The Hairy Bikers strive to find the best of the Deep South, in their latest edible escapade around the globe.
Music, culture and food were on the menu with the Hairy Bikers' latest culinary adventure. Here Si and Dave talk fondly of jambalaya, gumbo and cajun treats, all washed down with a backdrop of blues, and a big serving of Southern hospitality. You can catch the boys in their latest TV show Mississippi Adventures, which starts on the Good Food channel on Sunday 19th August 2012, at 9pm.
**Q: What did you know about the Deep South before the series? Did you have any preconceptions? **
***Dave:*** We definitely had a few preconceptions and prejudices when it came to the food. We've both been on holiday to the West Coast and East Coast. But what was great about this was that we found the most amazing food culture, the most amazing music culture. Throw in two motorbikes and we had the most amazing roadtrip.
***Si:** *I knew about the music culture but I didn't know just how alive it was. It's the lifeblood of every city we went to. Over here we go to see music in a venue, but over it's there in the streets. It's alive and it breaths. Some of the best musicians around perform in bars in New Orleans every night of the week.
**Q: The Deep South is often said to be more of a state of mind than a place. Did you find that? **
***Dave:*** Definitely. You can see the roots of Spanish in the food, with the paella that became the jambalaya; the French brought bouillabaisse and now it's gumbo; then you have the Creole influence with the Negro slaves and spice they brought along. Then you can talk about the Cajun style and fire cooking, which was the first barbecue. You go up to Memphis and there are barbecue restaurants. And then you have the soul food coming in on a pincer movement, then country food that comes off the land. And then the music, with the delta blues in the south. Everything ties into everything else.
***Si:*** There was a lovely lady we met who told us that the Big Easy is whatever it is to you. Everyone takes a piece of the Big Easy away from them, whether it be an emotional experience or a musical one or a food one. She also told us that the Big Easy belongs to you as much as it belongs to me or someone else. It's a generosity of spirit. It was fabulous. Dave: We got it by the bucket-load. The restaurants and chefs were so giving. And the musicians... we got to see some amazing musicians play and they told us about who they were and what they were about. We met Little Freddie King, one of the last of the delta blues men, who sat there on the shore in his zoot suit talking about juke joints.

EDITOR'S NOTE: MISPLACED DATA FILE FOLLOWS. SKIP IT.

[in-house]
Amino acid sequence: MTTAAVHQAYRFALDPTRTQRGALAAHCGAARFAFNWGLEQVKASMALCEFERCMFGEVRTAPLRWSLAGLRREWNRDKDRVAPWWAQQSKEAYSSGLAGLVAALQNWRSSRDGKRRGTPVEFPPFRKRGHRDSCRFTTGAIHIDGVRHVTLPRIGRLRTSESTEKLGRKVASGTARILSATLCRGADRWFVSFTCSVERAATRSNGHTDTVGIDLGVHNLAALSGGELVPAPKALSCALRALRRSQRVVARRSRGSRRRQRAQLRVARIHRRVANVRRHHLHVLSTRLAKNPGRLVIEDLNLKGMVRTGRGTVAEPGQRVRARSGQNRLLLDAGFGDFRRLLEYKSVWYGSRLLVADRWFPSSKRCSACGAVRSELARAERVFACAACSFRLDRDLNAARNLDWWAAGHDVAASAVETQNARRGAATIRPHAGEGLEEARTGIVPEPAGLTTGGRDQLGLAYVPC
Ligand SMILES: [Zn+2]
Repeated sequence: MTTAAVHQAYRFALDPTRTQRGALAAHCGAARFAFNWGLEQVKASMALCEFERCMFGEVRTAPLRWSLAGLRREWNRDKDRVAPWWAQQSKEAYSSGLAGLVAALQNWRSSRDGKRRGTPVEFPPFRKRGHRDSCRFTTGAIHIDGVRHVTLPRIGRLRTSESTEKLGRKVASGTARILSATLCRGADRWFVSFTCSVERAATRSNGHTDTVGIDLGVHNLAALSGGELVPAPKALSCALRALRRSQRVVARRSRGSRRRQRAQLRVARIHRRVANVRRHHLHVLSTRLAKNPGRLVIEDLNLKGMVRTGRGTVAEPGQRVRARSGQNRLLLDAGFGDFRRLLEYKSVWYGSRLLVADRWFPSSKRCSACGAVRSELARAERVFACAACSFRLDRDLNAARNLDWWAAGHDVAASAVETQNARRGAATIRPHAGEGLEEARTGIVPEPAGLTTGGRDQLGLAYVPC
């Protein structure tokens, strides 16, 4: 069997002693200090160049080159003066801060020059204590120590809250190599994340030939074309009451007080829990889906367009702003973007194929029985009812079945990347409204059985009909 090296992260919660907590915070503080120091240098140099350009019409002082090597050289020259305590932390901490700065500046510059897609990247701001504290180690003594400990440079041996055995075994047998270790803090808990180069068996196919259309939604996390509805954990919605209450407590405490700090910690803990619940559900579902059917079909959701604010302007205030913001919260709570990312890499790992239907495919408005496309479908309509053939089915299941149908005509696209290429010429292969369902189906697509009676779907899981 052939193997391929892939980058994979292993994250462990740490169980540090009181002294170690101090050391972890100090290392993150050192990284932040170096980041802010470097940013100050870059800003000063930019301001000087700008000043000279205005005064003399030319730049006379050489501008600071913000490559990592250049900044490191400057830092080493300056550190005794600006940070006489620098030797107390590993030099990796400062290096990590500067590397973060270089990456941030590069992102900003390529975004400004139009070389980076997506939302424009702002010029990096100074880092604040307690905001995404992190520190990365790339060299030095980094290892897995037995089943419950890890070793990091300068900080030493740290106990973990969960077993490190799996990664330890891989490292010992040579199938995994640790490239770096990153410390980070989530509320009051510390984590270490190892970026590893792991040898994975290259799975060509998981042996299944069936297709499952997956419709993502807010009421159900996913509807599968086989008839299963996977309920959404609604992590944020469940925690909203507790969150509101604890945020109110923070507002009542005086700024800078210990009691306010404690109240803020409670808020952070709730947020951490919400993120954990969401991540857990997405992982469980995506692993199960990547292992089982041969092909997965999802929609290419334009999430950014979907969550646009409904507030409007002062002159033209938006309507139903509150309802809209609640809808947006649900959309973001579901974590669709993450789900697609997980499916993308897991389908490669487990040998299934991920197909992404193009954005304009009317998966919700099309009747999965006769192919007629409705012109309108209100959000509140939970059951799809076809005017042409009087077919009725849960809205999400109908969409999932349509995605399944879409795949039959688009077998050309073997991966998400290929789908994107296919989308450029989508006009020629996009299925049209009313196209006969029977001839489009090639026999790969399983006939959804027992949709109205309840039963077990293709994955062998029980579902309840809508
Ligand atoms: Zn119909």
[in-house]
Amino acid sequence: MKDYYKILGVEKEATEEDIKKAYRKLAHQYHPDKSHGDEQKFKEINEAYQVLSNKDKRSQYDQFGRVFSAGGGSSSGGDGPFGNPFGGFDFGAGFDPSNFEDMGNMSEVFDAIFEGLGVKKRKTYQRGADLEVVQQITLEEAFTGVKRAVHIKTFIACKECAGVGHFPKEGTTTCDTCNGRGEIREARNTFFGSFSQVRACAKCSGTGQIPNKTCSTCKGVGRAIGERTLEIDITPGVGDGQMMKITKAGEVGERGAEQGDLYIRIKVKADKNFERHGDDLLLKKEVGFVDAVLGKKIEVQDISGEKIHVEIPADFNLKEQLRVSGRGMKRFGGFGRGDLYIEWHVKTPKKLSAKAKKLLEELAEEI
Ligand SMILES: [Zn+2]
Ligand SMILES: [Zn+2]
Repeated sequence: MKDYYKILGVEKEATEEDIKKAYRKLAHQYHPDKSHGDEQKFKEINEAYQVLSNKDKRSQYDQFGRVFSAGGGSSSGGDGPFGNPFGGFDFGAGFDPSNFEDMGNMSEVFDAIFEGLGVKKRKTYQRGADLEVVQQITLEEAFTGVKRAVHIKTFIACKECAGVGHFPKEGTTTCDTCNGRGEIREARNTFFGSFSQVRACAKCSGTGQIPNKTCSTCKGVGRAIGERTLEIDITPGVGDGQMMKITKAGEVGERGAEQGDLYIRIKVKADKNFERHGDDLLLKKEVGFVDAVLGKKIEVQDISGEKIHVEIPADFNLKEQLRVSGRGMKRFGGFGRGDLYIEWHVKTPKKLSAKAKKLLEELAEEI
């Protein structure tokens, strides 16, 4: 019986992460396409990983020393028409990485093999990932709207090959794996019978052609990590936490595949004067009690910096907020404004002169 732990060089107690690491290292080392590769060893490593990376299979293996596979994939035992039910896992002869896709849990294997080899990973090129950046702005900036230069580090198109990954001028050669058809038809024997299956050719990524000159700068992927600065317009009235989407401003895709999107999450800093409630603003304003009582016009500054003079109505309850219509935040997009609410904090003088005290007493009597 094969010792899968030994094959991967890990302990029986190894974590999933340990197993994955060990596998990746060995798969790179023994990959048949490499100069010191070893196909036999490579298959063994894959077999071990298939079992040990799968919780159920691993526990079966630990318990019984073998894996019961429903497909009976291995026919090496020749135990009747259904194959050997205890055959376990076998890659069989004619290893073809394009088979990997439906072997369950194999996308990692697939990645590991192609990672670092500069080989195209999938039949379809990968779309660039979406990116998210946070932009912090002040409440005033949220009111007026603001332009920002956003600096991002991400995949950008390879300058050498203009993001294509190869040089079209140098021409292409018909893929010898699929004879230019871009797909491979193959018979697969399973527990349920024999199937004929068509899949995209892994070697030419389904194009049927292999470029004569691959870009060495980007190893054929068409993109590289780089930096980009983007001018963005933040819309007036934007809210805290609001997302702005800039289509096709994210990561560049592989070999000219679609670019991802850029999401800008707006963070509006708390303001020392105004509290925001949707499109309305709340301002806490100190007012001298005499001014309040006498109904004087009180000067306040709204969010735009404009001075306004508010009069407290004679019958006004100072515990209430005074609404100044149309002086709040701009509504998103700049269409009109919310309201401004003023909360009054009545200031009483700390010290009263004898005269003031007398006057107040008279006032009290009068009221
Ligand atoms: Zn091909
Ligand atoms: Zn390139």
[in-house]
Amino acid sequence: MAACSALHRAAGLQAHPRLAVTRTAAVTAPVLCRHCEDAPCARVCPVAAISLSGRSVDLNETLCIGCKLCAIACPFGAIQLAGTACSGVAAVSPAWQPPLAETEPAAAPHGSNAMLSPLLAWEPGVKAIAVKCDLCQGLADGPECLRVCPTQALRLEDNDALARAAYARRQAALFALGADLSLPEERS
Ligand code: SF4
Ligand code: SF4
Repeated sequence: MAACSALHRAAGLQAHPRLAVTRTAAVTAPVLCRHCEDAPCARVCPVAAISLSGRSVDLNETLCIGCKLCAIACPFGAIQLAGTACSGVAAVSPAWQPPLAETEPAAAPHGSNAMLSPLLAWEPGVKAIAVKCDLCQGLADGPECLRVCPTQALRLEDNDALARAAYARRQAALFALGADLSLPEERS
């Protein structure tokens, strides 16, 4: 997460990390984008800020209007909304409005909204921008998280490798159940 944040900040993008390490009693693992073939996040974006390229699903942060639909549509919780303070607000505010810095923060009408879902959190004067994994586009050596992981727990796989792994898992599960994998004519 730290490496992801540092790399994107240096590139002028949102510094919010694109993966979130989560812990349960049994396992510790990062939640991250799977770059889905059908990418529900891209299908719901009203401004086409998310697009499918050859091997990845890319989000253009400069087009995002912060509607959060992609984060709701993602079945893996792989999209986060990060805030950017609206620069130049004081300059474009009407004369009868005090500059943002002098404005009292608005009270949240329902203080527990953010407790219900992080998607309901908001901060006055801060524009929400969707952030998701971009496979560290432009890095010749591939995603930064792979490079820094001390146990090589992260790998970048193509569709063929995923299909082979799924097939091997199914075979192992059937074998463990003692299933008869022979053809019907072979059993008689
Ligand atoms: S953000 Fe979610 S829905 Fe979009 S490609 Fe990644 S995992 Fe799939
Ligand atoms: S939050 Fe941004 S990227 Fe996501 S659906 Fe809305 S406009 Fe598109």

**Q: You've travelled a lot. What surprised you most about the food in the Deep South? **
***Si:*** What's interesting about that part of America is that it has such a massive influence on the rest of the world, especially with the music. Because it has a relatively short history, neither of us appreciated the depth of culture. American's aren't very good at exporting that depth of culture - we always take on the trash. There's not one genre of music we listen to in this country that doesn't have its roots in that part of the world, and also the relationship with this music and food was intrinsically linked. That was big thing for us.
***Dave:*** The food is very localised over there. You don't go anywhere for a coffee and a beignet other than New Orleans. The Cajun shrimp is unique to Lafayette. And the beer was a revelation. Some of them were as hoppy as anything Burton-On-Trent has ever brewed.
**Q: Did you find any similarities between the regional food of the Deep South and Britain? **
***Si:*** There are artisan producers in the States and there are artisan producers in the UK too. They both want to reference their own geography, because that's the story. There are huge similarities to be drawn but the ingredients are different.
***Dave:** *The mix of ingredients in the UK is mad. We've really embraced a lot of things, and we love curry and Chinese food. In America you get things like soul food, which came out of the plantations. People were eating whatever they could and it was a hard life. Greens, turnip tops, fried chicken. It was a cuisine born out of necessity, but it's so tasty. And that's what we found - even if it was food for sustenance, it still had yum factor. We went to a place called Arnold's in Nashville, which was a 'meat and three' place. You got your meats like beef, brisket, ham or chicken and it was just really good, simple roasted meat. Dolly Parton goes there.
**Q: What were your highlights from the trip? **
***Si:*** We met a lady called Elaine Turner in Memphis, who's part of the most arrested family in the States because of her involvement in the Civil Rights movement. That was a big highlight. And of course there was the visit to Stax Records, home of Isaac Hayes, Otis Redding, Bobby Blue Bland... you name it.
***Dave:*** On one side of the street you had Sun records, and just up the road there was Stax Records. We met George Klein, who went to school with Elvis and was with him when cut his first records. He showed us where he stood when he recorded Blue Moon Of Kentucky. It was incredible. We couldn't resist belting out a bit of Heartbreak Hotel. Being there at the place where soul music was born sent tingles up your spine.
*Hairy Bikers’ Mississippi Adventure is new and exclusive to Good Food Sundays at 9pm until 23rd September (Sky 247 / Virgin 260)*